The Old Ludlow Grove Burying Ground.
How the Bones of Our Ancestors of Three Generations Ago Are Being Used to Make a Public Highway.
The old Ludlow burying-ground at Ludlow Grove, which was donated for a free burying-ground over seventy years ago by John Ludlow, one of the pioneers of Southern Ohio, and who was a Sheriff of Hamilton County in 1796, before Ohio was admitted into the Union as a State in 1802, is rapidly being obliterated by the march of improvements. The grounds comprised about two acres, and contained the remains of not less than two thousand persons. It was used by the pioneers and their children from all parts of the surrounding country, nothing but the roughest stone used to mark the graves in the majority of cases, and the last interments were made about thirty years ago, five years previous to the opening of Spring Grove Cemetery, at which time several removals were made to the latter place. Before this time the Ludlow burying-grounds were used by the various families of Millcreek valley, and there are probably but very few of the old families that can not point to a representative of the past generation buried here.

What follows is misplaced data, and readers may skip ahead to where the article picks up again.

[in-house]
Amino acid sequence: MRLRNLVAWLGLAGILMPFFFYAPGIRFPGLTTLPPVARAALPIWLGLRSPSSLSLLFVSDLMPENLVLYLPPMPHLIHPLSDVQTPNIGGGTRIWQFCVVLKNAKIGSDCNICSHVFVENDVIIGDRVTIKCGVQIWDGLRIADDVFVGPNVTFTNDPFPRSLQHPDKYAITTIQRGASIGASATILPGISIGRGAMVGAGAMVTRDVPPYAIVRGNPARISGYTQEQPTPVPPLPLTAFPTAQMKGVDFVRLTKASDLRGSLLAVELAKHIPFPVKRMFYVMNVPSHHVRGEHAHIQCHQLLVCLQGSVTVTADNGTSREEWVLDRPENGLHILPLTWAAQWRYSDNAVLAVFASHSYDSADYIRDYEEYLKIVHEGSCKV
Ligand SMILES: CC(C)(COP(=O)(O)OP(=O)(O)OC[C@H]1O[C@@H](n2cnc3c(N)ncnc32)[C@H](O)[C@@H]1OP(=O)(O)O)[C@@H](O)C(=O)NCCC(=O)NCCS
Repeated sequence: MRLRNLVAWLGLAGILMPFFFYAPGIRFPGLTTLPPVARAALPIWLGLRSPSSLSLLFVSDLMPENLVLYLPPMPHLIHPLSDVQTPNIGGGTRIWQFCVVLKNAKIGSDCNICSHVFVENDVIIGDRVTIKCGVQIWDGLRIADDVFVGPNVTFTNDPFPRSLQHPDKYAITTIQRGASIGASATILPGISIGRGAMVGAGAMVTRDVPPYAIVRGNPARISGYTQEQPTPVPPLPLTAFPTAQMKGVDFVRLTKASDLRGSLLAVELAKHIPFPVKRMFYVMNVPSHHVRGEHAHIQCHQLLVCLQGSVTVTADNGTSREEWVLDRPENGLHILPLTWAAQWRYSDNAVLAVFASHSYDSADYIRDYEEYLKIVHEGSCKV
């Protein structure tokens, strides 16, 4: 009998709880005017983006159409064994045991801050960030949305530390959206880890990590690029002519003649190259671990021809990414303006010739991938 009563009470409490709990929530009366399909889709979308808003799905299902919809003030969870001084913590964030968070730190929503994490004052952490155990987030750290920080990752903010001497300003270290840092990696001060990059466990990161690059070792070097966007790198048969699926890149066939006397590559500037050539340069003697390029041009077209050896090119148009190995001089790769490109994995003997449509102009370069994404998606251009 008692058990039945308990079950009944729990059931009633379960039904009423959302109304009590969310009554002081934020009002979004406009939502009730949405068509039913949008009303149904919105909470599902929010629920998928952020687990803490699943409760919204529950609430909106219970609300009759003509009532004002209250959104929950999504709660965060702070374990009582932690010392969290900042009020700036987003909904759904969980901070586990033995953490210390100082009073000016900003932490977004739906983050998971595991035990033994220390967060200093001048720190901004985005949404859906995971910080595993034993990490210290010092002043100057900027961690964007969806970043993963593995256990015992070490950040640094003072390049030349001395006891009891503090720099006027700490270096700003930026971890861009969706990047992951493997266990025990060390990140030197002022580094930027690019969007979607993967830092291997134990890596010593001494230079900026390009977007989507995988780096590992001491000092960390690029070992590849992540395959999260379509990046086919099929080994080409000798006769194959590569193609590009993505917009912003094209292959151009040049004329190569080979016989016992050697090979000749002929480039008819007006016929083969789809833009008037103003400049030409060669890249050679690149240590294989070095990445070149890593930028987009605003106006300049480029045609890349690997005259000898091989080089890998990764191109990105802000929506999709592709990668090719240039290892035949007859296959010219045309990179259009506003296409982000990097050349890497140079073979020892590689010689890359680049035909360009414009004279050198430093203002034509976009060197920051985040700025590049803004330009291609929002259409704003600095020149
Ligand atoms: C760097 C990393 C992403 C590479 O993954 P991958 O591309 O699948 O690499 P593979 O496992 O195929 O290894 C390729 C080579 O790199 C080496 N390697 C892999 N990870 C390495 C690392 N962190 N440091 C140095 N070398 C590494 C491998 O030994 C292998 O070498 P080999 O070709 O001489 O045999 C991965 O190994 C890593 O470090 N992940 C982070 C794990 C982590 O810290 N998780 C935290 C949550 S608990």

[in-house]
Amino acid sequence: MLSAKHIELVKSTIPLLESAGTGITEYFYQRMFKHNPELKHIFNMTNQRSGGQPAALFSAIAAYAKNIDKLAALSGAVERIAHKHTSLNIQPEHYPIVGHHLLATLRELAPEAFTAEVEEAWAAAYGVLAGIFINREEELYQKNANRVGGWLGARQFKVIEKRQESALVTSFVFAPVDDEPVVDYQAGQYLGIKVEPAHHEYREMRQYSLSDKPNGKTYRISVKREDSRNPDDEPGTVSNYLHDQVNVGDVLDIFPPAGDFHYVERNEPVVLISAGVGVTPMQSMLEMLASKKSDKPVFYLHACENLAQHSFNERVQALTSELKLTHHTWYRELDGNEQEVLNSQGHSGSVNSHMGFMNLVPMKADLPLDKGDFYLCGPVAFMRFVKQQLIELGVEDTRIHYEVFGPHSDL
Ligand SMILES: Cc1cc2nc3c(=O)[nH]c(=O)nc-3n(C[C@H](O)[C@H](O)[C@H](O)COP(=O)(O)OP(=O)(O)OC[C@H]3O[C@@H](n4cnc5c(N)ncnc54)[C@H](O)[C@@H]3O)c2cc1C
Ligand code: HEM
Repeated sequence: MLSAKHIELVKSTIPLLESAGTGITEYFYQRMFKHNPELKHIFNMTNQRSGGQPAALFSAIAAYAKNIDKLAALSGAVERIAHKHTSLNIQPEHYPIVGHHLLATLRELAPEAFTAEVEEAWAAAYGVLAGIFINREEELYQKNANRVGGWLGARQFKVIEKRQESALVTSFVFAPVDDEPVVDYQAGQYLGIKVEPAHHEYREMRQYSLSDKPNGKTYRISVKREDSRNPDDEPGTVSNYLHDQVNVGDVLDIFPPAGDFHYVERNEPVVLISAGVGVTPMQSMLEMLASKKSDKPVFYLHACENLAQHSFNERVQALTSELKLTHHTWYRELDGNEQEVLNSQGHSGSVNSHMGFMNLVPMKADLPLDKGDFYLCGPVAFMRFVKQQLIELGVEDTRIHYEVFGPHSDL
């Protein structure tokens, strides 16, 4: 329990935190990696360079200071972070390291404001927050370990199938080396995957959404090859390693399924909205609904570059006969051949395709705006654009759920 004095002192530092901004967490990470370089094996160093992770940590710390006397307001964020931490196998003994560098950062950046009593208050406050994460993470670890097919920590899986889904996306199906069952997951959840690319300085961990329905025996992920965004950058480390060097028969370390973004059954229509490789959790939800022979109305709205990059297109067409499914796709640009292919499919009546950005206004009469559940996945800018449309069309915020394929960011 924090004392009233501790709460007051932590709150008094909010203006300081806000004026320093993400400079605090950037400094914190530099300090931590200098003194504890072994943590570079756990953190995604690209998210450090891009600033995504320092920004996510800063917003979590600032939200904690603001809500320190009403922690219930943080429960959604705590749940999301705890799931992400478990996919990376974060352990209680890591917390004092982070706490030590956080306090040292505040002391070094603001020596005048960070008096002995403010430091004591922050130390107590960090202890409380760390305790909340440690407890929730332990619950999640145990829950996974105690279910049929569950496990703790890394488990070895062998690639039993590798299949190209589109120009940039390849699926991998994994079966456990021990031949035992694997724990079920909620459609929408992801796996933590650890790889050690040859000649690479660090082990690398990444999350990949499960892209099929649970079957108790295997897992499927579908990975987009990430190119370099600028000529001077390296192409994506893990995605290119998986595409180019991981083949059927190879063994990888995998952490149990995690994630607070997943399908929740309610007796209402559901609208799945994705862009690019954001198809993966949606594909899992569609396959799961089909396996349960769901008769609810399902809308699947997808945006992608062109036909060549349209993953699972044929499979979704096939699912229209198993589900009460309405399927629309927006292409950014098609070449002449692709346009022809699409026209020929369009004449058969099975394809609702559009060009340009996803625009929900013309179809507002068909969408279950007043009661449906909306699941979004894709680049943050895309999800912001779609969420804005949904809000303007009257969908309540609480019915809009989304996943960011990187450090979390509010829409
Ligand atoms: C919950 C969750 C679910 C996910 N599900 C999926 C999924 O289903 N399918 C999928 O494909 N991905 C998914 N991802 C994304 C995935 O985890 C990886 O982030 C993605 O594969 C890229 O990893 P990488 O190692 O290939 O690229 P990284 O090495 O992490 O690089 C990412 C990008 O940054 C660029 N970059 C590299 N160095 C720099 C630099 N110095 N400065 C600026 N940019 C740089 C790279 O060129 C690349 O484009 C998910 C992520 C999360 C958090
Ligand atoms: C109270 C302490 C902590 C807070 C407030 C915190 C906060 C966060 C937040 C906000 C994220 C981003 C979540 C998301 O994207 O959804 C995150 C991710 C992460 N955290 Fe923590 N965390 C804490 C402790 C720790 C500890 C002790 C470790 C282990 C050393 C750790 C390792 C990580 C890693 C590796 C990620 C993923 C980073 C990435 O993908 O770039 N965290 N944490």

But time obliterates these old burying-grounds and new ones reappear in other localities. The march of events wipes them out ruthlessly, especially after they have become disused. It was found necessary to build an avenue from the County bridge, in process of erection across Ross Run, to Ludlow Grove Stations, on the Marietta Railroad, and in so doing, an excavation of more than twelve feet was required in the Grove, and a corresponding fill with the material thus taken out to be put in the hollow near the south-eastern abutment of the bridge to make the proper grade. The avenue cuts the eastern margin of these burying grounds, and during the progress of the work last week, several human skeletons were unearthed. The various bones, however, were detached and in a crumbling condition. Our reporter was informed yesterday by several reliable citizens of Ludlow Grove and vicinity that about a half dozen relics of different skeletons had been thus exhumed, and in one instance one was found face downward, and of gigantic proportions, the thigh-bone being about thirty inches long. It must have belonged to the race of giants, and this specimen is thought to have been not less than eight feet high. Much complaint is found against the contractor building the avenue for not sorting out the bones as they were found and laying them to one side. Instead of doing this they were shoveled into the carts promiscuously, together with the earth, and put in the common dump to contribute to the construction of the avenue. "To what base uses do we come at last!" [Source: Cincinnati Daily Enquirer, April 3, 1871 - Transcribed by C. Anthony]
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